I believe that it is possible to change adult cells from one phenotype to another.
The birth of Dolly provided the insight behind this belief. She was the first adult cloned from another adult, of any species. Previously biologists had believed that the mechanisms that direct the formation of all of the different tissues that make up an adult were so complex and so rigidly fixed that they could not be reversed. Her birth demonstrated that the mechanisms that were active in the nucleus transferred from the mammary epithelial cell could be reversed by unknown factors in the recipient unfertilised egg.
We take for-granted the process by which the single cell embryo at fertilisation gives rise to all of the many tissues of an adult. As almost all of those cells have the same genetic information, the changes must be brought about by sequential differences in function of the genes. An impression is beginning to emerge of the factors that bring about these sequential changes, although much more remains to be learned. In particular, very little is known of the hierarchy of influence of the several regulatory factors.
I believe that a greater understanding of these mechanisms will allow us to cause cells from one tissue to form another different tissue. We have long been accustomed to the idea that cells are influenced by their external environment and use specific methods of tissue culture to control their function in the laboratory. The new research introduces an additional dimension. We will learn how to increase the activity of the intracellular factors to achieve our aims. This may be by direct introduction of the proteins, use of small molecule drugs to modulate expression of regulatory genes or transient expression of those key genes. We have much to learn about the optimal approach to „transdifferentiation¾. Is it necessary to reverse the process of differentiation to an early stage in the same pathway? Or is it possible to achieve change directly from one path to another? The answer may vary from one tissue to another.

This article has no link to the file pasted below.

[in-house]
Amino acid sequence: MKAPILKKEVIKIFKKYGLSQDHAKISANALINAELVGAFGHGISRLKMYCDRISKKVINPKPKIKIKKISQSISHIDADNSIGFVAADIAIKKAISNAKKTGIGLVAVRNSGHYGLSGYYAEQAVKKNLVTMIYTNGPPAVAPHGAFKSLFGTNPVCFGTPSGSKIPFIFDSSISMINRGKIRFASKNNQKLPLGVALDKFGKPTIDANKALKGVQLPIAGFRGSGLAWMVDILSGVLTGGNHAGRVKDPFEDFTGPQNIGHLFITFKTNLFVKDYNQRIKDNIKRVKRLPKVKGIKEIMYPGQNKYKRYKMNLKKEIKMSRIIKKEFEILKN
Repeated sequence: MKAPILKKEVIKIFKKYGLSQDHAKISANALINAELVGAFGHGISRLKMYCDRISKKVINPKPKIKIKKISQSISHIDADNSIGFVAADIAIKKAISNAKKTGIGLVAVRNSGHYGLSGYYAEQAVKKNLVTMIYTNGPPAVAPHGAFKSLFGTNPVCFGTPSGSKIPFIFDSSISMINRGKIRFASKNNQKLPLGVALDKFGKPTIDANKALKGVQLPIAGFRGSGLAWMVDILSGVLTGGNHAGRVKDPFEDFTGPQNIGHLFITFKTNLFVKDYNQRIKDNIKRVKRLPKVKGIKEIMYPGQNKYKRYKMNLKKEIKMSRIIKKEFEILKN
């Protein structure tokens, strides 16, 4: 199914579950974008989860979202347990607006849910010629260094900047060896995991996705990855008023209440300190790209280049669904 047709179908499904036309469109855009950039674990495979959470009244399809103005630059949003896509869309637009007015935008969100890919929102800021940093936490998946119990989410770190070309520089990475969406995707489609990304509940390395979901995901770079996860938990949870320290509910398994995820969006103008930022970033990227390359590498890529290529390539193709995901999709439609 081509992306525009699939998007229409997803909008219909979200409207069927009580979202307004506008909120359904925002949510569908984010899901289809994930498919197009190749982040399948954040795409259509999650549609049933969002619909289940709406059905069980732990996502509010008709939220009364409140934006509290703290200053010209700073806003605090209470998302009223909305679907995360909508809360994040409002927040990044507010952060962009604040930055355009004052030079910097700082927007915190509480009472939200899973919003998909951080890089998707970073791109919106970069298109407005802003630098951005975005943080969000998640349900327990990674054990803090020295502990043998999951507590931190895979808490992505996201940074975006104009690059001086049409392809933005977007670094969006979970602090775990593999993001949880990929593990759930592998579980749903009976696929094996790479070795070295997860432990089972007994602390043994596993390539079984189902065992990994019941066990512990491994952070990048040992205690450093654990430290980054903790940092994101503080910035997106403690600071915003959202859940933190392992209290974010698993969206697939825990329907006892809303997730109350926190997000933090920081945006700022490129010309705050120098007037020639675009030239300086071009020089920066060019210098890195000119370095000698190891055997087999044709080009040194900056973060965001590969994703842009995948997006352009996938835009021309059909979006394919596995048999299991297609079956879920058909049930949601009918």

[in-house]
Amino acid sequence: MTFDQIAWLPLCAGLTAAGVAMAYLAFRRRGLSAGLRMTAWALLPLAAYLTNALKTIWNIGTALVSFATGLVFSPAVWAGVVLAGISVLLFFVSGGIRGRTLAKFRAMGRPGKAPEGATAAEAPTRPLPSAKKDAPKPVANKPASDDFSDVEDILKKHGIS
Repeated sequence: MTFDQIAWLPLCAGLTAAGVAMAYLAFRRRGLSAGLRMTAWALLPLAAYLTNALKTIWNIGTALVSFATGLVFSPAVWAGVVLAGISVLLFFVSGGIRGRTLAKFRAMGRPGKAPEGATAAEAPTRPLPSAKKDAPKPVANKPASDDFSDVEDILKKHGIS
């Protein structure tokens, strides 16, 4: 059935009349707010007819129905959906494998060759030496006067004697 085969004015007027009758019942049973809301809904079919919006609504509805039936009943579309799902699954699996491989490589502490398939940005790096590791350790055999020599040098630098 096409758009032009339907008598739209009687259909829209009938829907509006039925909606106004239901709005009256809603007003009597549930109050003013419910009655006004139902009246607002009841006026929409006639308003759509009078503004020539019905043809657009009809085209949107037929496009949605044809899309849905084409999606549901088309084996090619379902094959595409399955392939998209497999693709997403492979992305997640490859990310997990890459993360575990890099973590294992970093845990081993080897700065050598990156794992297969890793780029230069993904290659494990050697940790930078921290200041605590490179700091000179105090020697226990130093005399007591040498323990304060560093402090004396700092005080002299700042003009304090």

The medical implications will be profound. Cells of specific tissues will be available from patients either for research to understand genetic differences or for their therapy, This is not to suggest that we cease research on embryo stem cells because knowledge from their use will be essential to develop the new approaches that I envisage. Conversely, understanding of the mechanisms of reprogramming cells will create important new opportunities in the use of embryo stem cells. As many options as possible should be available to the researcher and clinician.
It is my belief that, ultimately, this approach to tissue formation will be the greatest inheritance of the Dolly experiment. The ramifications are far wider than those that involve the production of cloned offspring.